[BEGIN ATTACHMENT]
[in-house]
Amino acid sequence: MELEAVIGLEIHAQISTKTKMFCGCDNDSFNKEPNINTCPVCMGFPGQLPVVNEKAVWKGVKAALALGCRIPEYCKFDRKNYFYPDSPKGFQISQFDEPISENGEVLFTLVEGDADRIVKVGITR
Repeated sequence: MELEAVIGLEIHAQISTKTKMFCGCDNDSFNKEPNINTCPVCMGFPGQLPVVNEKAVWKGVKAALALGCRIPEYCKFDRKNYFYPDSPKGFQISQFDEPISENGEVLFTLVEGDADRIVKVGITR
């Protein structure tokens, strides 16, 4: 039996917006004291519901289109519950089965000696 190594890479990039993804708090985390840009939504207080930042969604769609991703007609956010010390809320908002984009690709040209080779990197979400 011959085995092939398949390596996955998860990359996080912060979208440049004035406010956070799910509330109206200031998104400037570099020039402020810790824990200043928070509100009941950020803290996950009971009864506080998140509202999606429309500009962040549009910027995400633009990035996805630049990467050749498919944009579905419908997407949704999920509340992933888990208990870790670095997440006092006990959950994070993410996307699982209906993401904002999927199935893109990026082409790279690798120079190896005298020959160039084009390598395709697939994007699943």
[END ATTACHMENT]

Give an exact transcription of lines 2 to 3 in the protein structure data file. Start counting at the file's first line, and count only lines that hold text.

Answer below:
Amino acid sequence: MELEAVIGLEIHAQISTKTKMFCGCDNDSFNKEPNINTCPVCMGFPGQLPVVNEKAVWKGVKAALALGCRIPEYCKFDRKNYFYPDSPKGFQISQFDEPISENGEVLFTLVEGDADRIVKVGITR
Repeated sequence: MELEAVIGLEIHAQISTKTKMFCGCDNDSFNKEPNINTCPVCMGFPGQLPVVNEKAVWKGVKAALALGCRIPEYCKFDRKNYFYPDSPKGFQISQFDEPISENGEVLFTLVEGDADRIVKVGITR